Most any hobbyist familiar with engine tuning can relate to the usefulness of an inductive timing light. It consists of a strobe that's triggered by the electrical impulses passing through a spark-plug wire. As the strobe illuminates upon cylinder firing, it makes an otherwise variable Top Dead Center (TDC) mark on the harmonic balancer appear fixed, allowing the operator to compare it to a series of graduated stationary marks on the front cover, to measure spark timing.
As engine speed increases and the distributor advances, the balancer's variable mark follows and at some point can't be referenced to the stationary marks. In order to measure spark lead at all times, some hobbyists have modified their Pontiac's original harmonic balancer, adding one or several degree marks to it, while others simply purchase an aftermarket balancer that's completely indexed. Spark lead can then be determined when the appropriate variable degree mark reaches the stationary marks of the front cover.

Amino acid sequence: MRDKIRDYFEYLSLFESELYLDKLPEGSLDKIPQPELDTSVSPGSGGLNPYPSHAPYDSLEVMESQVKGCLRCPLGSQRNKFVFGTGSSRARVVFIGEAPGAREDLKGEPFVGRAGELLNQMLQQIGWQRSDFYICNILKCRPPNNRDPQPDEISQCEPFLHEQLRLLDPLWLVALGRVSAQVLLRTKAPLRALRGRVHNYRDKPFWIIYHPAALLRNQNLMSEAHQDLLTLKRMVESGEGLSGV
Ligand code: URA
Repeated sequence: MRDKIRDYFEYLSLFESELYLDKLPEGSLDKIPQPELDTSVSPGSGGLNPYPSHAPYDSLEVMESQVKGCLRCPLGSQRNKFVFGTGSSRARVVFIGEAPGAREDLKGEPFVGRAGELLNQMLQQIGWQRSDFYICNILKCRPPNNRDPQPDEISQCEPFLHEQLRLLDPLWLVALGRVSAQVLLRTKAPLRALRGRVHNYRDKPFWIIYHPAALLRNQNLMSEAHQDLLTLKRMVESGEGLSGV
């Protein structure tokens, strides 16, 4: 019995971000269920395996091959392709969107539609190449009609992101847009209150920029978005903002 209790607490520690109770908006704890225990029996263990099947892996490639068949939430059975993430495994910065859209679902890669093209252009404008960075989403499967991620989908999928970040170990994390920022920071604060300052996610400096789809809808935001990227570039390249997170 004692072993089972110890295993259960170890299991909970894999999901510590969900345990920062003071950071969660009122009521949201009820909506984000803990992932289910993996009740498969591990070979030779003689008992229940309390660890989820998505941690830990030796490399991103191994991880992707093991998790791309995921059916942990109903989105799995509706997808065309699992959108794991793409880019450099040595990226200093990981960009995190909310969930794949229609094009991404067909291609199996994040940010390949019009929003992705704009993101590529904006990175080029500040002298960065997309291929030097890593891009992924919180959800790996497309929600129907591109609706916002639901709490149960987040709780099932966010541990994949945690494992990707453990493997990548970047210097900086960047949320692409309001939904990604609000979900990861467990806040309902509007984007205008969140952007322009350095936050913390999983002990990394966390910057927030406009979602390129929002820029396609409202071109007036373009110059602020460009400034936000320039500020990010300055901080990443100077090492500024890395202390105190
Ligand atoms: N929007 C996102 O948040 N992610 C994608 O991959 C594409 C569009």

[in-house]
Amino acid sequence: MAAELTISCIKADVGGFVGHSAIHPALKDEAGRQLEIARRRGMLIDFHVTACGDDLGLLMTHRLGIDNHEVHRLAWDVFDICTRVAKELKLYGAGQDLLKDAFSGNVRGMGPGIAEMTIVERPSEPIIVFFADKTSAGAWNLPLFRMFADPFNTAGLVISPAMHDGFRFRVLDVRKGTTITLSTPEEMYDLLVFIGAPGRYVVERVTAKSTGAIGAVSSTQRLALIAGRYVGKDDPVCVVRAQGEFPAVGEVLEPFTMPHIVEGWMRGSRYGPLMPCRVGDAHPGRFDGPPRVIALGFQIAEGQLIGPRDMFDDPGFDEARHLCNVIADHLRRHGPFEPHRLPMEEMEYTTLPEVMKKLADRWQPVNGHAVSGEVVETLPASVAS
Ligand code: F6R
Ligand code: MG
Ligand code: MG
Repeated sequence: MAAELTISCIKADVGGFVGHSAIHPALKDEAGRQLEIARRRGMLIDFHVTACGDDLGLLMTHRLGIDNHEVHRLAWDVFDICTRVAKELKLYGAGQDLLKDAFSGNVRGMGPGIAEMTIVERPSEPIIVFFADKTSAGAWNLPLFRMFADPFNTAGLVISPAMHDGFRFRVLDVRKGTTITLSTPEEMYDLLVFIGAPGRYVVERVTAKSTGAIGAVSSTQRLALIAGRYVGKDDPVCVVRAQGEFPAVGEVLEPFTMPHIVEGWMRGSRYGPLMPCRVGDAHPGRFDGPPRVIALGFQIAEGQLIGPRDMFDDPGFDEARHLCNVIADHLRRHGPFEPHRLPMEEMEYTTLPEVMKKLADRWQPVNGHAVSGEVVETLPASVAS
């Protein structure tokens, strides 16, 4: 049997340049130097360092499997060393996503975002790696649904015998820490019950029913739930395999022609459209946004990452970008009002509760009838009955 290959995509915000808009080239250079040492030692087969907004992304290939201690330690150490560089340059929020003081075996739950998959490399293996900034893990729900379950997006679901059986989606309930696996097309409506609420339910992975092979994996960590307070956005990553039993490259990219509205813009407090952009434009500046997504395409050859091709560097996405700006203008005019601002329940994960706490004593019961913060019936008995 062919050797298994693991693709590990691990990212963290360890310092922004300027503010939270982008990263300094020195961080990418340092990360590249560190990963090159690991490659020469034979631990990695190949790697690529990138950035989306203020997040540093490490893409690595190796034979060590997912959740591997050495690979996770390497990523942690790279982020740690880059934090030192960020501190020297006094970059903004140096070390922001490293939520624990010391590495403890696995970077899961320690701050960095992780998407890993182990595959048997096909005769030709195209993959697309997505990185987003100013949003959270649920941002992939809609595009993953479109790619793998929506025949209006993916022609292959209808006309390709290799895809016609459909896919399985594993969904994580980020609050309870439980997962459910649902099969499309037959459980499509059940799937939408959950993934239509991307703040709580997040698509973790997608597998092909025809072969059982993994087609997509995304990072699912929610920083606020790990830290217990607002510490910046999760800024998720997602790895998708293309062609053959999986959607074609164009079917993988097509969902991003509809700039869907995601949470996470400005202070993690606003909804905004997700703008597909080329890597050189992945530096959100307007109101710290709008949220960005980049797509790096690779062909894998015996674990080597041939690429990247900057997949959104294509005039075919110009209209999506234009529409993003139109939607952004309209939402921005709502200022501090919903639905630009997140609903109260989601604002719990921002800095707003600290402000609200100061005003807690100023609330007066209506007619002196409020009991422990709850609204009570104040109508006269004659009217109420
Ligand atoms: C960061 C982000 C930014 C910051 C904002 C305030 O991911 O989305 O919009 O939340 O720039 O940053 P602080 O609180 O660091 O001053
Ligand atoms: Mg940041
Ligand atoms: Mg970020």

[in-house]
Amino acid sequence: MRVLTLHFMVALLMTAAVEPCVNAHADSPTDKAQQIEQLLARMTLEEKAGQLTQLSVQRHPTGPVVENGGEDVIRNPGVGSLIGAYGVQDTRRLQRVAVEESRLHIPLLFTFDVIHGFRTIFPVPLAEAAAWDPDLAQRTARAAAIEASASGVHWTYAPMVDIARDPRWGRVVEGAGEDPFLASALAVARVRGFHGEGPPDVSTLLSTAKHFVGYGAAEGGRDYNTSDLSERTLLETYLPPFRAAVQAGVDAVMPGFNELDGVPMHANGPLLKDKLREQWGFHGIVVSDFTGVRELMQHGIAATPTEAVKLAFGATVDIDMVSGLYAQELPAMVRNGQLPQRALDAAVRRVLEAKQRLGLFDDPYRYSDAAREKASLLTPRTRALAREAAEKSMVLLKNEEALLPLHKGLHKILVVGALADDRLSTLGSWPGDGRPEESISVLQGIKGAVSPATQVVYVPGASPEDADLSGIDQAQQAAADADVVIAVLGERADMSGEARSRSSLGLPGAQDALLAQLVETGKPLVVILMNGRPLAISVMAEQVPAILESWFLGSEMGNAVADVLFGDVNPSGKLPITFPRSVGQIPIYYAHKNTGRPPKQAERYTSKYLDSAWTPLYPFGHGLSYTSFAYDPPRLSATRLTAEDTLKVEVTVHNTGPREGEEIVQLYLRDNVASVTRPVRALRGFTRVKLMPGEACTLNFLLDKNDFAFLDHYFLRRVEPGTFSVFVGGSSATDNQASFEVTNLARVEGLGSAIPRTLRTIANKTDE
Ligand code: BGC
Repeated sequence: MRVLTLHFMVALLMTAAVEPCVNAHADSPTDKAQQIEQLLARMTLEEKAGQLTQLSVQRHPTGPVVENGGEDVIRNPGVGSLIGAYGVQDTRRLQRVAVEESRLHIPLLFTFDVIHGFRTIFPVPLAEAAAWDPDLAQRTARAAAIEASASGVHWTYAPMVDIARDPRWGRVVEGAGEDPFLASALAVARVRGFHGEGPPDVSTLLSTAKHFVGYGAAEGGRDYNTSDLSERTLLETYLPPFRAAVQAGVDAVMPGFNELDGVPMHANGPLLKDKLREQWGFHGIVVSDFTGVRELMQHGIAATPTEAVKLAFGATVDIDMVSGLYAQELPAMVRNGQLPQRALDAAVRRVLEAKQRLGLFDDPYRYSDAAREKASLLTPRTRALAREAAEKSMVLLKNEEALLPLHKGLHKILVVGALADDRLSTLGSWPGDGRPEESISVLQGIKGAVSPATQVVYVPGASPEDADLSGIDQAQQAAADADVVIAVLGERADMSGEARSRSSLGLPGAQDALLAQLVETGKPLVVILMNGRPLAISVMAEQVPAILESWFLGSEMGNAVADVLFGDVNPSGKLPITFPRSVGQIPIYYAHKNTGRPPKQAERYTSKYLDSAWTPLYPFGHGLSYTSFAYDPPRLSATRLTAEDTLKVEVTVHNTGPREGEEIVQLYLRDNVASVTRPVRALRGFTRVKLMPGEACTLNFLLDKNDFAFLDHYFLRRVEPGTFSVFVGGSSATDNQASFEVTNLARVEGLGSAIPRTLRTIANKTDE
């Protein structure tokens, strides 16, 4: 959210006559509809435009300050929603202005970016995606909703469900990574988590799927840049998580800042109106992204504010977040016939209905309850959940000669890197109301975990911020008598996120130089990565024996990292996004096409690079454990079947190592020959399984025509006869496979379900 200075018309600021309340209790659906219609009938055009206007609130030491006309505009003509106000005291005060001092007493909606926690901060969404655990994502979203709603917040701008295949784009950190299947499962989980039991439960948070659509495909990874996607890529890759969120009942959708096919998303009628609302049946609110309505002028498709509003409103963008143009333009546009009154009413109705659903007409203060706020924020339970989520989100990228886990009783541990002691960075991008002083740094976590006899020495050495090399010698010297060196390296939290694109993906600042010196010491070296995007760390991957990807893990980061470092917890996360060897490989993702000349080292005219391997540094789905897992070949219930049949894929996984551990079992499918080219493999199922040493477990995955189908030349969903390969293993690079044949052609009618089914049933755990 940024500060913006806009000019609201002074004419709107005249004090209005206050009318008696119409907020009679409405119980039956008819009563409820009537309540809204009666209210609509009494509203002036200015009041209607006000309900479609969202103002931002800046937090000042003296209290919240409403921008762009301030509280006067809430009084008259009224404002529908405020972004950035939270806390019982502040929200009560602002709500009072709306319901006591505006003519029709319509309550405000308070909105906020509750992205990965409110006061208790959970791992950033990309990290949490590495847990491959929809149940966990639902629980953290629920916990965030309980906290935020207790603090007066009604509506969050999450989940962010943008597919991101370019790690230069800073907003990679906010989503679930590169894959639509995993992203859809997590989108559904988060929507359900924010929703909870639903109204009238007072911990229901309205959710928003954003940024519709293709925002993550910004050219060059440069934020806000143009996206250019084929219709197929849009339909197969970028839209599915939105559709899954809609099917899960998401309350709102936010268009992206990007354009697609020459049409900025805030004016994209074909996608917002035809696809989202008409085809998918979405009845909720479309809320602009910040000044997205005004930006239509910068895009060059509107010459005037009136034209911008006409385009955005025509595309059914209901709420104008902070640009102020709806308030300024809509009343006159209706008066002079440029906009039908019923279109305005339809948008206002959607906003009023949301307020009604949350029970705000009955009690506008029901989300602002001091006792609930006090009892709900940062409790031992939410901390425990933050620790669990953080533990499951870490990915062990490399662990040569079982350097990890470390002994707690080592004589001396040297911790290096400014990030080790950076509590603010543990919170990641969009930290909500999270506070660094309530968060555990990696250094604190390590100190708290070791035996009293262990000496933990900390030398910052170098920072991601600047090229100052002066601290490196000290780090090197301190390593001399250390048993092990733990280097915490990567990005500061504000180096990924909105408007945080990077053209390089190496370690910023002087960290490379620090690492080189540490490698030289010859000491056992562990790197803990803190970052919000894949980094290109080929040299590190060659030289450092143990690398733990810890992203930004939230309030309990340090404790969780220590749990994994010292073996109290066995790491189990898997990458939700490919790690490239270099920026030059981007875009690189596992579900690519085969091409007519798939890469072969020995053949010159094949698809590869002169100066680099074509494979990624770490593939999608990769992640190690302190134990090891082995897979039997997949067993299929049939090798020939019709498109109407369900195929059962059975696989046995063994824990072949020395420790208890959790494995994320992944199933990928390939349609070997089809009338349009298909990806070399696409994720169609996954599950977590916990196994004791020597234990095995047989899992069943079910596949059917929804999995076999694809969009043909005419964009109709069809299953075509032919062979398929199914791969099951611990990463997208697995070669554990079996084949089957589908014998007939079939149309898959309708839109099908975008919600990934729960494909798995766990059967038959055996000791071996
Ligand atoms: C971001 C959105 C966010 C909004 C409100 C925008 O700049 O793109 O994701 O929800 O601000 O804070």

Though these methods work well, it may not be convenient for some hobbyists to remove and modify their Pontiac's original harmonic balancer or lay out cash for a fully indexed aftermarket unit. Others may want to simply verify the accuracy of their modified original or check a new balancer's correctness. In these instances and many more, an adjustable timing light can prove an invaluable resource for any tuner. It uses an internal microprocessor to delay the strobe a selected degree, realigning the variable TDC mark on the balancer with the front cover's stationary marks.
The accuracy of the various adjustable timing lights presently on the market can range from poor to superb, and retail price isn't necessarily a separating factor. Since such a light might be used to tune a high-dollar engine, precise accuracy is required--even the slightest variance could lead to engine failure from full-throttle detonation. We routinely verify the accuracy of our adjustable timing lights using an engine with a fully indexed harmonic balancer and suggest the same to our readers.
Follow along as we provide six common uses for an adjustable timing light using Actron's No. CP7529 Digital unit. After connecting the clips of its power cables to the corresponding terminals of a 12-volt battery and clamping the inductive pickup to the No. 1 plug wire, taking all appropriate safety precautions, we started our Pontiac and let it warm to normal operating temperature. We then disconnected the vacuum advance canister, plugged its source, and got to work.